I was baffled for a couple of reasons.  #1.  How is having a child sleep on the floor any more of a fire code violation than having a crib brought into a room?  #2.  If it truly is a violation of fire code, how does “Hotel A” get away with it?  I was beginning to suspect that this was all an elaborate scheme to force people into booking suites.  What happened to the concept of a rollaway bed?  More and more hotels seemed to be getting away from this.

Because I apparently have nothing better to do with my time, I  went online and did some investigating.  It was very simple to find a contact e-mail address for the fire department.  I e-mailed the department with the name and address of the hotel and posed my question.  Is it truly a violation to have five people in one room?

To my amazement, I received a reply within the hour from the division fire chief marshall.  He stated, “Fire and building code requirements generally do not regulate individual sleeping rooms relative to occupant loading other than a requirement for more than one exit where an occupant load exceeds ten people.  The statement ‘violates fire code’, in this case, is incorrect.”

I decided  to call Hotel B again and ask them to explain themselves.  I was forced to leave a message with a secretary.   A short time later, the fire marshall took it upon himself to phone the hotel and set them straight.  I only wish I could have been in the room to see the look on the manager’s face when she received that call.  Shortly thereafter, the manager phoned me.  Apparently, the managers had a huddle, did some investigating and discovered that this policy was a corporate policy, not a government policy.  The corporate policy allowed two people per bed plus an additional person on the floor.  I was granted my reservation.  An apology was issued.  A promise was made that staff would receive training on this matter.  I told the manager that I believe a lot of hotels do not realize how much money they are losing with this policy.  When I hunt for hotel rooms online, I will keep searching until I find one that will allow me to put three kids in a room.  I informed her that her clerk was willing to let me walk away with a few hundred dollars’ worth of business rather than let me put a child on the floor.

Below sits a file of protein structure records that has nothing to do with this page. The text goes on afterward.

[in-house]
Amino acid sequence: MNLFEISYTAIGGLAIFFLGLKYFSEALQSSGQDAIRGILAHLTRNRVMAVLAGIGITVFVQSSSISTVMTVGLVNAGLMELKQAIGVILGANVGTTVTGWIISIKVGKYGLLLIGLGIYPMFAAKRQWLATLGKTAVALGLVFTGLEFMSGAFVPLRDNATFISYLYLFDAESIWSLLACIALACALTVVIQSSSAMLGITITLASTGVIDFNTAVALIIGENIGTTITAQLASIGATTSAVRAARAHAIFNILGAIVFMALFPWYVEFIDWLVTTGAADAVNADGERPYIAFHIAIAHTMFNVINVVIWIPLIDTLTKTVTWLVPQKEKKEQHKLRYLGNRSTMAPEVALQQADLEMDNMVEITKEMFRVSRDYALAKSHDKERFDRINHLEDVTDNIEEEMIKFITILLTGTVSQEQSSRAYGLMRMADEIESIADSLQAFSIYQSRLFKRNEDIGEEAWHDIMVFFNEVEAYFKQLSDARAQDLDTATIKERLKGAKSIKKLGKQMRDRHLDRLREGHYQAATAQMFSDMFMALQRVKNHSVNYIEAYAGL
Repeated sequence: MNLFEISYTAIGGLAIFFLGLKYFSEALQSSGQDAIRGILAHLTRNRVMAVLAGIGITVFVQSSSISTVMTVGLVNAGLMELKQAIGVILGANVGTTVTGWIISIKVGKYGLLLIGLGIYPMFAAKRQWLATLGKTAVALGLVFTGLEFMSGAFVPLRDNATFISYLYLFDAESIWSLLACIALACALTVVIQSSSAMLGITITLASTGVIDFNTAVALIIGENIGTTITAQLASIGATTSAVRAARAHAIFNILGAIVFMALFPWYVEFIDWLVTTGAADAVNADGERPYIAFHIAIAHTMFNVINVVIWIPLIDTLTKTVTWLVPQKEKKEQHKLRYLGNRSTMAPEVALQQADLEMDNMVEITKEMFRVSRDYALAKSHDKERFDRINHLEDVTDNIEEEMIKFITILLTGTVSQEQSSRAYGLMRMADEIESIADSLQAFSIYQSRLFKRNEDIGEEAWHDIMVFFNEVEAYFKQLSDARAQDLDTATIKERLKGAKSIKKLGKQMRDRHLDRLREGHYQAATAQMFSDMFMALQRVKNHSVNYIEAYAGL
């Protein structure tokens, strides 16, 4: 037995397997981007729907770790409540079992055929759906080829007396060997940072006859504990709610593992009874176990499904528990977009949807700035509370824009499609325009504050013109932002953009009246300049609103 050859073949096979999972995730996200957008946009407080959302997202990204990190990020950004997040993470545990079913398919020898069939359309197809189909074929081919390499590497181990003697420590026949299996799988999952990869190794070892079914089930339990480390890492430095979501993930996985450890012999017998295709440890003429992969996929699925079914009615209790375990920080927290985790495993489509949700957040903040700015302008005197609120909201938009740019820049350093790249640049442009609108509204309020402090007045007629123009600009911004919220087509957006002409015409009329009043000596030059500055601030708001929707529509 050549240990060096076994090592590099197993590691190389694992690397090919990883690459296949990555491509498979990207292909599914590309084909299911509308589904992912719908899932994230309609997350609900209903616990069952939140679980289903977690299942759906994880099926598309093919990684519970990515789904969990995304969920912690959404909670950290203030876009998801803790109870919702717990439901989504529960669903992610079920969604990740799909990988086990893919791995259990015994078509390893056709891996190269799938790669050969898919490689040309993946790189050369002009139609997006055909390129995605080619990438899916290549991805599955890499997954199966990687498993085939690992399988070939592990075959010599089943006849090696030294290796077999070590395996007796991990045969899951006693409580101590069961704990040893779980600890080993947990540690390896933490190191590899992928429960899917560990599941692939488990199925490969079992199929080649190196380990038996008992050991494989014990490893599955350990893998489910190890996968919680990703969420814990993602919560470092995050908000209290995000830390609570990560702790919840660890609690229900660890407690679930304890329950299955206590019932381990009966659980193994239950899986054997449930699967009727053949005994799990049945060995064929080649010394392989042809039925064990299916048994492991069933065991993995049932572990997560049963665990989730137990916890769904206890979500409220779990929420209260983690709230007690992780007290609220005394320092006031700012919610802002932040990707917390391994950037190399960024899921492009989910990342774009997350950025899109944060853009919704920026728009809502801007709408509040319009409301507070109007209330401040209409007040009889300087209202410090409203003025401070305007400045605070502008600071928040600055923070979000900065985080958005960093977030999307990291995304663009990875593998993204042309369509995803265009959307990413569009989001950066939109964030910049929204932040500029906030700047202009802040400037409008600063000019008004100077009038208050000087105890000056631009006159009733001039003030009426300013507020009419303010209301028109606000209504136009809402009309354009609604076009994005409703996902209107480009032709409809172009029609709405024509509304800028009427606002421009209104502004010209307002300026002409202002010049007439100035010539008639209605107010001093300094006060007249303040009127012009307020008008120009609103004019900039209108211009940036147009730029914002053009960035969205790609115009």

Most people are probably not willing to go to these lengths to get a room.  My determination stemmed from running across this issue frequently, plus a desperate need to get my kids to a waterpark in a town with limited choices.  If you’re in a situation where you have your heart set on a certain hotel, or you’re in dire need of a room (like my friend with the sick child), take action.  When a clerk refuses to provide your family of five with lodging, ask for the reason behind this.  If you’re told it’s a corporate policy, ask to speak to a manager.  If you’re told it’s fire code, call them on it.  It’s simple to find contact information for a local fire department.  Heck, you could phone them while you stand at the front desk!  Be firm, polite and persistent and see how far you can get.